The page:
Looking at the cleverly telephoto'd shots of a Bournemouth beach which made it look more crowded than it actually was, I knew that the media were over exaggerating the beach presence. The overhead shots revealed areas of open sand and I can tell you as a former resident of Bournemouth that I have seen that beach far more crowded than yesterday, on many occasions. Time’s when there was barely a square foot of space between the sunbathers.
Yes, there were major issues due to indiscriminate parking and lack of facilities, but I think it’s a bit OTT to describe this as a sad day for our country. Have there been any reports of infection spikes following the many protest marches in London, Bristol and elsewhere in the last few weeks? Time will tell.
Whatever one might think of those people who flocked to the coast yesterday for an afternoon in the open air where sea breezes would reduce the risk of cross-infection, we shouldn’t over react. Local authorities need to get their acts together, opening car parks and public toilets and ensuring adequate rubbish collection. Just as in the protests, there will be a minority who will behave irresponsibly but early indications are that these mass gatherings haven’t had any significant effect on the infection rate.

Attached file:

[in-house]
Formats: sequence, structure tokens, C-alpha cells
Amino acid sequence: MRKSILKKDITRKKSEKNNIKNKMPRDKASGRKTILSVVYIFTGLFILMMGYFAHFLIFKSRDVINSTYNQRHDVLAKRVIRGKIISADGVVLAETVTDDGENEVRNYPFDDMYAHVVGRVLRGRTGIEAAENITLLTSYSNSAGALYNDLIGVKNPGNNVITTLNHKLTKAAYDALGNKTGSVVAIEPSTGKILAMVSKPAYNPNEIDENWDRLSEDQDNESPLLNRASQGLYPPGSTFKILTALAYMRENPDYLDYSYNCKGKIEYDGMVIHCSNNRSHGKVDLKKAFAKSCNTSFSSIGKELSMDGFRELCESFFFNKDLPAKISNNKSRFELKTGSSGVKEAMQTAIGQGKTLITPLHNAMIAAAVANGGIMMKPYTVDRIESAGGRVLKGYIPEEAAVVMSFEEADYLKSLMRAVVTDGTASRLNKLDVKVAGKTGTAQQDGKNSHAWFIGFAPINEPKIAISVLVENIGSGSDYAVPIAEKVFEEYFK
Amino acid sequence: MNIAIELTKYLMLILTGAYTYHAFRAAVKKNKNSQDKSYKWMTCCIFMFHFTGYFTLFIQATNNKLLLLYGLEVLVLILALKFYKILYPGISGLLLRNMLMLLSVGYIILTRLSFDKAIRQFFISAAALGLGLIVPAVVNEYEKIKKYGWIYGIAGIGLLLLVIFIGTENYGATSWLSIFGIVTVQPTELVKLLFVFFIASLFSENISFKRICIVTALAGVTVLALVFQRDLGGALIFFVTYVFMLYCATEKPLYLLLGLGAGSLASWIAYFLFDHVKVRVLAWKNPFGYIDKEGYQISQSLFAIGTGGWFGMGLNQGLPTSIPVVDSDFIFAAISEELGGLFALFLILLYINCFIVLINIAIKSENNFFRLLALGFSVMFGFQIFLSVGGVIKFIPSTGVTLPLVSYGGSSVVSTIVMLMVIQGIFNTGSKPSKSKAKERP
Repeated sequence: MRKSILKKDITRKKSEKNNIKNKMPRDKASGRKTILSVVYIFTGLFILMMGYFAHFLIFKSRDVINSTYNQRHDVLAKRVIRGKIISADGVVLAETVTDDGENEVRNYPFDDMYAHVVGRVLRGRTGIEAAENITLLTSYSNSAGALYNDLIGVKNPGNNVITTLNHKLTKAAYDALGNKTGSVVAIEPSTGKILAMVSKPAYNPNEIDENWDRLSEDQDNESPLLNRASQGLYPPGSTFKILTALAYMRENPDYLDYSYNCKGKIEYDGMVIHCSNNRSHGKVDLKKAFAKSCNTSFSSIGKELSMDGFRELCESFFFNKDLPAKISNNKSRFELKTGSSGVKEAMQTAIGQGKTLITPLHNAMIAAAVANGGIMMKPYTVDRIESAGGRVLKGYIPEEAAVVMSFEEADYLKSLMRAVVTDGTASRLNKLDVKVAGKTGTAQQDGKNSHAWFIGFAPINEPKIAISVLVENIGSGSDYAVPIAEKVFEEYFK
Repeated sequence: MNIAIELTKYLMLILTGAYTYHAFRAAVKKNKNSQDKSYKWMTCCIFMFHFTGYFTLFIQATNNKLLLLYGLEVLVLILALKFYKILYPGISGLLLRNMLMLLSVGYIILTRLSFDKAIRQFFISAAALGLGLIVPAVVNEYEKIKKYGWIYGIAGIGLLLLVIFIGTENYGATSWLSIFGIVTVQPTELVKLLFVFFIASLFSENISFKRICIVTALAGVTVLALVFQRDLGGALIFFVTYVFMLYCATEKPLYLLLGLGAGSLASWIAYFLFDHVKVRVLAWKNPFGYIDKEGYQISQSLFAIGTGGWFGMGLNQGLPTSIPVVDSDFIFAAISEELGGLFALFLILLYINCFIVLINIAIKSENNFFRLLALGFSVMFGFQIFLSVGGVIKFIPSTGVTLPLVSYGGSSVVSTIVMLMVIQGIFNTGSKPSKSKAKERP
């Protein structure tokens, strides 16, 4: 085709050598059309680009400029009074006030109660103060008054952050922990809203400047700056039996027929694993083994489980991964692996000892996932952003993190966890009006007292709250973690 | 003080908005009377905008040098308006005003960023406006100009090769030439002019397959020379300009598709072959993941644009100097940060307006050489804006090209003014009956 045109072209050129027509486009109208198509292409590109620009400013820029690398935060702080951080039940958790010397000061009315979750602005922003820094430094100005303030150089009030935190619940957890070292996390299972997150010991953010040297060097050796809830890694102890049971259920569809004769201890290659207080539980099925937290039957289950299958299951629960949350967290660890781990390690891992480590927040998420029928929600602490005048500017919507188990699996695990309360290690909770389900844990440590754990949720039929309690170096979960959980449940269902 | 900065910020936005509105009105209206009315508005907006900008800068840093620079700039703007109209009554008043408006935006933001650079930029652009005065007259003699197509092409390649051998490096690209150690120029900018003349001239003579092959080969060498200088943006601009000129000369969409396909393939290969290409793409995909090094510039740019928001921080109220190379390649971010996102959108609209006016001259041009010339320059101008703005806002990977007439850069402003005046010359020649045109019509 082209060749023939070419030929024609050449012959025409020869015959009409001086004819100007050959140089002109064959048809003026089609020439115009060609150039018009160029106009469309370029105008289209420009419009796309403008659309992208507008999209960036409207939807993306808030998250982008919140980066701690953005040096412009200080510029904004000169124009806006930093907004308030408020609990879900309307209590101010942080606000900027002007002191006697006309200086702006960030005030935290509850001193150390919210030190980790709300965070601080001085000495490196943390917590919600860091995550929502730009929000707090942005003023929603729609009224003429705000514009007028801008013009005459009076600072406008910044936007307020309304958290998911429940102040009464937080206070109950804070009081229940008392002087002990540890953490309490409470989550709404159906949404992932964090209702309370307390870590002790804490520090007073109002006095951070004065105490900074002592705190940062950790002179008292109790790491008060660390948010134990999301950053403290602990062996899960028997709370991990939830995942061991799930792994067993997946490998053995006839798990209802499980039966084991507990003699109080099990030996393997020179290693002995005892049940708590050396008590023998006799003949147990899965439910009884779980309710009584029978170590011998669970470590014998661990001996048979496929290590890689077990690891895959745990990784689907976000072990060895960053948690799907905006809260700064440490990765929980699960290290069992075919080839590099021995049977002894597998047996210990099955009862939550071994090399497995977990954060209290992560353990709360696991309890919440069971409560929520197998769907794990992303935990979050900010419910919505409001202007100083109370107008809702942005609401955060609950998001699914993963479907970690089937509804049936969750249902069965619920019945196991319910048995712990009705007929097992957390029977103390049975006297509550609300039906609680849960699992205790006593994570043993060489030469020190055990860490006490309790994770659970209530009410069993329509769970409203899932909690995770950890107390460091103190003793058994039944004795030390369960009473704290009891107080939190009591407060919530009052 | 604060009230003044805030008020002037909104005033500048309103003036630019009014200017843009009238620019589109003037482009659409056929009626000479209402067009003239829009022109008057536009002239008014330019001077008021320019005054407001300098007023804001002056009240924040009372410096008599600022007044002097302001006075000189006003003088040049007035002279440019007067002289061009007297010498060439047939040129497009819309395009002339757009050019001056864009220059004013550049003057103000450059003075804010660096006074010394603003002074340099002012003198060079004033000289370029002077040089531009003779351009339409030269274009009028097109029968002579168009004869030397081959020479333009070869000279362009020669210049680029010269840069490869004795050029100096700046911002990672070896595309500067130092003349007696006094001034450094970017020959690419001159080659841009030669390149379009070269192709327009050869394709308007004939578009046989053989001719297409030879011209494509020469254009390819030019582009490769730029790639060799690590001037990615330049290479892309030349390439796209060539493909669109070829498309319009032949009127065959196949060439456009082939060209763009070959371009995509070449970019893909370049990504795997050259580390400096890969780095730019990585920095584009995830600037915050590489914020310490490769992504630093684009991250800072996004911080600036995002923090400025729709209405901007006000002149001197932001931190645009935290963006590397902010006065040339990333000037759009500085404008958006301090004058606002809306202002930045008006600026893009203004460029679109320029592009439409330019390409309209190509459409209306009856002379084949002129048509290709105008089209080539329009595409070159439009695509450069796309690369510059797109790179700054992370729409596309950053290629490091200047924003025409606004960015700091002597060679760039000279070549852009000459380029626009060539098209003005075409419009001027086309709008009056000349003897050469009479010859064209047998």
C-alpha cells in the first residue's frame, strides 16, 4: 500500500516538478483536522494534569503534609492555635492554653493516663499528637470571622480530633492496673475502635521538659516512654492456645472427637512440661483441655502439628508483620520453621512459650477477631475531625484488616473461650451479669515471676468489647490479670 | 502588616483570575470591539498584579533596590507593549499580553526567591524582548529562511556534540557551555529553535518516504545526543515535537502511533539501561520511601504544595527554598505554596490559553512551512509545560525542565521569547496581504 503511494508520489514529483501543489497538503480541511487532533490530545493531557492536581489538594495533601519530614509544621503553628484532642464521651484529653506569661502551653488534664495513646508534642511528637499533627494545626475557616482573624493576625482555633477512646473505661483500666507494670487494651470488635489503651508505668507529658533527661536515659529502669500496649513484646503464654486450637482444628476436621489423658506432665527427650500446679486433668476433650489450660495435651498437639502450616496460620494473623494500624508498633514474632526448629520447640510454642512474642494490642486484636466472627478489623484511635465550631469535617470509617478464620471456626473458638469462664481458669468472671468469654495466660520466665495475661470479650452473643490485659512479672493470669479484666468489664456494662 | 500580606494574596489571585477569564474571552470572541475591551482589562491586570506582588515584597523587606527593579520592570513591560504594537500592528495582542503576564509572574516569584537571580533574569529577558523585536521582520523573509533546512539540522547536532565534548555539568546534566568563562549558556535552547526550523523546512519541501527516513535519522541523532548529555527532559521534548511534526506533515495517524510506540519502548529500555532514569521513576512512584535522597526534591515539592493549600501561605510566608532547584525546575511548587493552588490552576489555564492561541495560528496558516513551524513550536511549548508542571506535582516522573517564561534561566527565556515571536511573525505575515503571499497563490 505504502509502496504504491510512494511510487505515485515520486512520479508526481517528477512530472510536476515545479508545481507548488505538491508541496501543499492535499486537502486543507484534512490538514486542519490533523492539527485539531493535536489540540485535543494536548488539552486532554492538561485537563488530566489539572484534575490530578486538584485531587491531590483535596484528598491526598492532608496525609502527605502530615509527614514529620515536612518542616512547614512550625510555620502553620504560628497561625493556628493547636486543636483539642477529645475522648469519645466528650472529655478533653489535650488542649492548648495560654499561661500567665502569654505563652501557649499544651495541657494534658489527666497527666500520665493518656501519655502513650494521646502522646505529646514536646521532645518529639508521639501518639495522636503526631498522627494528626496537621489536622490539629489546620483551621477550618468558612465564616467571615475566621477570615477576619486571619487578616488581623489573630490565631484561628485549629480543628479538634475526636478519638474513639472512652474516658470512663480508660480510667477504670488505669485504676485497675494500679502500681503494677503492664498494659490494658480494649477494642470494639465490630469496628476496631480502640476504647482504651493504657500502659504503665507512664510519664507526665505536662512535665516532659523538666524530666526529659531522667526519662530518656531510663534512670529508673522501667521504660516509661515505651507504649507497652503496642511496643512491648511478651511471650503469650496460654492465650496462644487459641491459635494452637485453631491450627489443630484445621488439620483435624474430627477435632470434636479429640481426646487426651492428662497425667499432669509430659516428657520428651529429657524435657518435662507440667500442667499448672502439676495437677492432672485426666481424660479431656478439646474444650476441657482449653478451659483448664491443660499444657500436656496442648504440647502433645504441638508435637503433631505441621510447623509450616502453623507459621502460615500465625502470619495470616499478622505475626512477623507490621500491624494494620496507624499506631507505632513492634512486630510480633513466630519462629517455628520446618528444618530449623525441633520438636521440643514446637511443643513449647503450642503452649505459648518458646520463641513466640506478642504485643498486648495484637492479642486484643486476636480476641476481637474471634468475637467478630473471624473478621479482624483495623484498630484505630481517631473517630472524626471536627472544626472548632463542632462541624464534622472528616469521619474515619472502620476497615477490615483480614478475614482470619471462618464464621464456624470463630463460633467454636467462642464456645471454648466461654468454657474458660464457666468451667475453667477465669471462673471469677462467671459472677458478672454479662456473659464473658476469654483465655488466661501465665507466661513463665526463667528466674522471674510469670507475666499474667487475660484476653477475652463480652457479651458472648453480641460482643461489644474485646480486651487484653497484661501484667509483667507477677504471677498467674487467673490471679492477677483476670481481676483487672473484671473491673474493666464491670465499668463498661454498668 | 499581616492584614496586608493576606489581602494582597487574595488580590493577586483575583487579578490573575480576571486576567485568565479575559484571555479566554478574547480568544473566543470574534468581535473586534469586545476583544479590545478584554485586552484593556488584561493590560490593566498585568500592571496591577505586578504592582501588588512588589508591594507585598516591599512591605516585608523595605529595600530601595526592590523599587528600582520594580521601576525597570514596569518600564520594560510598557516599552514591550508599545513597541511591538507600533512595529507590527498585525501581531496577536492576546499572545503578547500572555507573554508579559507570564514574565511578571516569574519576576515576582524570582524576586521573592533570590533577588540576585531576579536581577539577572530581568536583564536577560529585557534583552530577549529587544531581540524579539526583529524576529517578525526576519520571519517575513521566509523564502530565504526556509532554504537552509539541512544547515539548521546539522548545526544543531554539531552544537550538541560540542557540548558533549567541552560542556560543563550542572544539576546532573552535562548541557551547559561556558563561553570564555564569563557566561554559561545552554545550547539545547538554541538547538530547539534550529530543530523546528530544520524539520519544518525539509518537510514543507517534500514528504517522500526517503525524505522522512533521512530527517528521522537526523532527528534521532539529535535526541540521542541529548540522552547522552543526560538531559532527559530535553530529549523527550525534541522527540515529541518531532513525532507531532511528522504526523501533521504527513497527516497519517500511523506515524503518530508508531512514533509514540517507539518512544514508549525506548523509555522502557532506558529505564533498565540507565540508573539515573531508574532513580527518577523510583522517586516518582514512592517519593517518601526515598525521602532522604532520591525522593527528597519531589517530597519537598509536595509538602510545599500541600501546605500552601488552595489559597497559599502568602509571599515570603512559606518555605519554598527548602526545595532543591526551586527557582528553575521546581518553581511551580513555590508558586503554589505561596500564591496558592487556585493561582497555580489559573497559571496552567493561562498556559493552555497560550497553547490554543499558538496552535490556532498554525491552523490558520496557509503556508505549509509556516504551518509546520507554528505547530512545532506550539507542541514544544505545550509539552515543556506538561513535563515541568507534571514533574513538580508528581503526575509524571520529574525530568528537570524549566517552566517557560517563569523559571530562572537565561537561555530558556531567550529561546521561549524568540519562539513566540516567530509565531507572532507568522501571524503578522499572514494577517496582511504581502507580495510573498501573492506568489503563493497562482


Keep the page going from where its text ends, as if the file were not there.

As football fans desperate to get back to watching our beloved sport, we might end up being glad of it, because if the infection rate continues to fall, it may just lead to our authorities deciding that sport in open air stadiums can be safely opened to the public without social distancing at all, some time this year. All of these families with their kids at the beaches, somehow make the fact that many of our schools are still closed, look faintly ridiculous.